• }
• }
Backtracking Problems
• Given N
• Find any sequence of (a1,a2,a3,…) such that
• a1 +a2 + a3 +… + ak = N
• ai > 0
• ai<= aj for all i < j
• aiis an integer
Example
• N = 4
• 1 + 1 + 1 + 1
• 1 + 1 + 2
• 1 + 3
• 2 + 2
• 4
Solving with Backtracking
• Representation
• Array of ai
• Step
• Choosing the next value for ai
Branch & Bound

Technique to reduce enumeration

Main Idea
• We should not enumerate solution that will never produce a solution
• We have done that!!!
• 8-queens
• By naïve combination, we will have to do all 648
• But, by each improvement, we further reduce what we have to do
Permutation

0

1

2

00

01

02

10

11

12

20

21

22

000

001

002

010

011

012

020

021

022

100

101

102

110

111

112

120

121

122

200

201

202

210

211

212

220

221

222

Permutation

0

1

2

00

01

02

10

11

12

20

21

22

000

001

002

010

011

012

020

021

022

100

101

102

110

111

112

120

121

122

200

201

202

210

211

212

220

221

222

Key
• If we know, at any step, that the solution is not feasible
• Then, it is futile to further search along that path
Optimization Problem
• All previous examples are decision problems
• Asking whether the solution satisfy the criteria
• Now, we consider broader set of problem, the optimization problem
• Example
• For all students, find one with maximum height
Evaluation
• Representation: x = id of student
• “goodness evaluation” evaluate(x)
• For all x in the search space, we have to find one with maximum evaluate(x)
Solving Optimization Problem
• Enumerate all possible solution
• Calculate its value
• Remember the max

void backtracking(int step,int *sol)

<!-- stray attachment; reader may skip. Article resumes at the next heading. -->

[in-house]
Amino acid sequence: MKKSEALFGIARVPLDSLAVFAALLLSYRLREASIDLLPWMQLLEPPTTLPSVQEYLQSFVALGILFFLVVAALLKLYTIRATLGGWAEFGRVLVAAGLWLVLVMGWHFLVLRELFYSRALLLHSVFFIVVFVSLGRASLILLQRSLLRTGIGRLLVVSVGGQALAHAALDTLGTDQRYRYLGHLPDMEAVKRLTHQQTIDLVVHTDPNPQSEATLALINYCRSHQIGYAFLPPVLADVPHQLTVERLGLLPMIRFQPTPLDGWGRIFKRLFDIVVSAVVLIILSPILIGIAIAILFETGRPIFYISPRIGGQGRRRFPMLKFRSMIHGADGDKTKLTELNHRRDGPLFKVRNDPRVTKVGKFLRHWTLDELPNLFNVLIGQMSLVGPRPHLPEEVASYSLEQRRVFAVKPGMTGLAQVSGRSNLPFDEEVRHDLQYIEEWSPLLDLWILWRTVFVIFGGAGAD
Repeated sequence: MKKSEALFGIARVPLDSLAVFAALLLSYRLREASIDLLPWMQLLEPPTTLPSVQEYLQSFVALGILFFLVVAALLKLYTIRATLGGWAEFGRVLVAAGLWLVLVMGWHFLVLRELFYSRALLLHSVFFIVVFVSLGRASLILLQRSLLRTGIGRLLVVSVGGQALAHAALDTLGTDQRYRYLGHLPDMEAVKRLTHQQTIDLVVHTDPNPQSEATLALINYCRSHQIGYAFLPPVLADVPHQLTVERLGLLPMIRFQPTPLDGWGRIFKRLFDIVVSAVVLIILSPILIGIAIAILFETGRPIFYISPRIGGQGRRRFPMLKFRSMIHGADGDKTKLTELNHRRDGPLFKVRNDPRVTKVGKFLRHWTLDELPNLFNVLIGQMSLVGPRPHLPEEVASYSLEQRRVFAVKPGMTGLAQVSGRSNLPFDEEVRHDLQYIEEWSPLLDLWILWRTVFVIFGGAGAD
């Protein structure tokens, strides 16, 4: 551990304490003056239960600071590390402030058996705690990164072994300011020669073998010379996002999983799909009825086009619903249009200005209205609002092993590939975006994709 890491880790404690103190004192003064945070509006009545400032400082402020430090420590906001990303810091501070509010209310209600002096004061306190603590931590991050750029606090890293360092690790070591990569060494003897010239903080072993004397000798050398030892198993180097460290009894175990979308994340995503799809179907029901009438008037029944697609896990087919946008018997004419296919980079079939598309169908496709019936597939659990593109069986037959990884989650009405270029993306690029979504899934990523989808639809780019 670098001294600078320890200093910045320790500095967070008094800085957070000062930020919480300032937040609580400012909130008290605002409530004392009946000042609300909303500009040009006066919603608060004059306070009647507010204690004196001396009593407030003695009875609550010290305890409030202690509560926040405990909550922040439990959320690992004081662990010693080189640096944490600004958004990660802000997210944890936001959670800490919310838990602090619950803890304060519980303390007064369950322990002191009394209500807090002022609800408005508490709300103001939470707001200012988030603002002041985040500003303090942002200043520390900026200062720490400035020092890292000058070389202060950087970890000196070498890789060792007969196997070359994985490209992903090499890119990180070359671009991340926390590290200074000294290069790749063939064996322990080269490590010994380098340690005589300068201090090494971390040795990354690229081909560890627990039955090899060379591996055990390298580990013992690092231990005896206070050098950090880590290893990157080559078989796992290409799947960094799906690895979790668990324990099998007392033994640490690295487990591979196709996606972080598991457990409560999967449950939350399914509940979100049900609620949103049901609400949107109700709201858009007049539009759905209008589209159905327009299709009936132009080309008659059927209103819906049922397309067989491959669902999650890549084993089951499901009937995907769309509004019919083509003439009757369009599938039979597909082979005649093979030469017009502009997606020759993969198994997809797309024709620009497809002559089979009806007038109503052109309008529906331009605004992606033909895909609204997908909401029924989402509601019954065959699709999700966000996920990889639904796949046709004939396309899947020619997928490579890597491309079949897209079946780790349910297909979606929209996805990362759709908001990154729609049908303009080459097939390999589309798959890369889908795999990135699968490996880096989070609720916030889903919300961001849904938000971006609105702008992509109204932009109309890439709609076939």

{

if (step < num_step) {

for (int i = 0; i < num_symbol; i++) {

sol[step] = i;

backtracking(step,sol);

}

} else {

value = evaluate(sol);

if (value > max) remember(value,sol);

}

}

Branch & Bound in Optimization Problem
• For many problems, it is possible to assert its goodness even the solution is not complete
• If we can predict the best value for the remaining step, then we can use that value to “bound” our search
Example
• Assuming that we have 10 steps
• At step 7, the goodness of the partial solution is X
• Assuming that we know that the remaining step could not produce a solution better than Y
• If we have found a solution better than X+Y
• We can simply “bound” the search
Keys
• We must know the so-called “upper bound” of the remaining step
• It should be compute easily
Example

Let value at this point be 10

If we know that this path never bet higher than 13 (which make 10 + 13 < 35)

We can neglect it

23

35

2

Knapsack Problem
• Given a sack, able to hold K kg
• Given a list of objects
• Each has a weight and a value
• Try to pack the object in the sack so that the total value is maximized
Variation
• Rational Knapsack
• Object is like a gold bar, we can cut it in to piece with the same value/weight
• 0-1 Knapsack
• Object cannot be broken, we have to choose to take (1) or leave (0) the object
• E.g.
• K = 50
• Objects = (60,10) (100,20) (120,30)
• Best solution = choose second and third
Rational Knapsack
• Can be solved by greedy
• Sort object according to value/weight ratio
• Pick objects by that ratio
• If object is larger than the remaining capacity, just divide it
0-1 Knapsack with B&B
• 0-1 knapsack is very suitable for B&B
• We can calculate the goodness of the partial solution
• Just sum the value of the selected objects
• We have fast, good upper bounds (several one)
• The sum of remaining unselected objects
• The sum of remaining unselected object that don’t exceed the capacity
• The solution of the “rational knapsack” of the remaining objects with the remaining capacity